We aimed to determine a safe zone of intraoperative fluid management associated with the lowest postoperative complication rates without increased acute kidney injury (AKi) risk for elective colorectal surgery patients.
To date, standard practice within institutions, let alone national expectations related to fluid administration, are limited. This fact has perpetuated a quality gap.
Elective colorectal surgeries between 2018 and 2020 were included. Unadjusted odds ratios (ORs) for postoperative ileus, prolonged LOS, and AKi were plotted against the rate of intraoperative RL infusion (mL/ kg/h) and total intraoperative volume. Binary logistic regression analysis, including fluid volumes as a confounder, was used to identify risk factors for postoperative complications.
A total of 2900 patients were identified. Of them, 503 (17.3%) patients had ileus, 772 (26.6%) patients had prolonged LOS, and 240 (8.3%) patients had AKI. The intraoperative fluid resuscitation rate (mg/kg/h) was less impactful on postoperative ileus, LOS, and AKI than the total amount of intraoperative fluid. A total fluid administration range between 300 mL and 2.7 L was associated with the lowest complication rate. Total intraoperative RL ≥2.7 L was independently associated with a higher risk of ileus (adjusted OR 1.465; 95% confidence interval 1.154–1.858) and prolonged LOS (adjusted OR 1.300; 95% confidence interval 1.047–1.613), but not AKI. Intraoperative RL ≤300 mL was not associated with an increased risk of AKI.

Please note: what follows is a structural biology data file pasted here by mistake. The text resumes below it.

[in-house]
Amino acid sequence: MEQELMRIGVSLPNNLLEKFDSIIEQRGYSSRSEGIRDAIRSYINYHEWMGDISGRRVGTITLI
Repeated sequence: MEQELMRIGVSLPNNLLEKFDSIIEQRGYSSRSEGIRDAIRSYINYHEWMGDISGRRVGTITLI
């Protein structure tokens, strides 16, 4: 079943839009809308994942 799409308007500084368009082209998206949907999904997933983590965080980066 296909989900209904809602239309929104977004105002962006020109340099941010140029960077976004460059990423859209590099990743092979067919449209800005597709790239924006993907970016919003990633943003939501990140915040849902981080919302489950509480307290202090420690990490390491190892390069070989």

Total intraoperative RL ≥2.7 L was independently associated with postoperative ileus and prolonged LOS in elective colorectal surgery patients. A new potential standard for intraoperative fluids will require anesthesia case planning (complexity and duration) to ensure total fluid volume meets this new opportunity to improve care.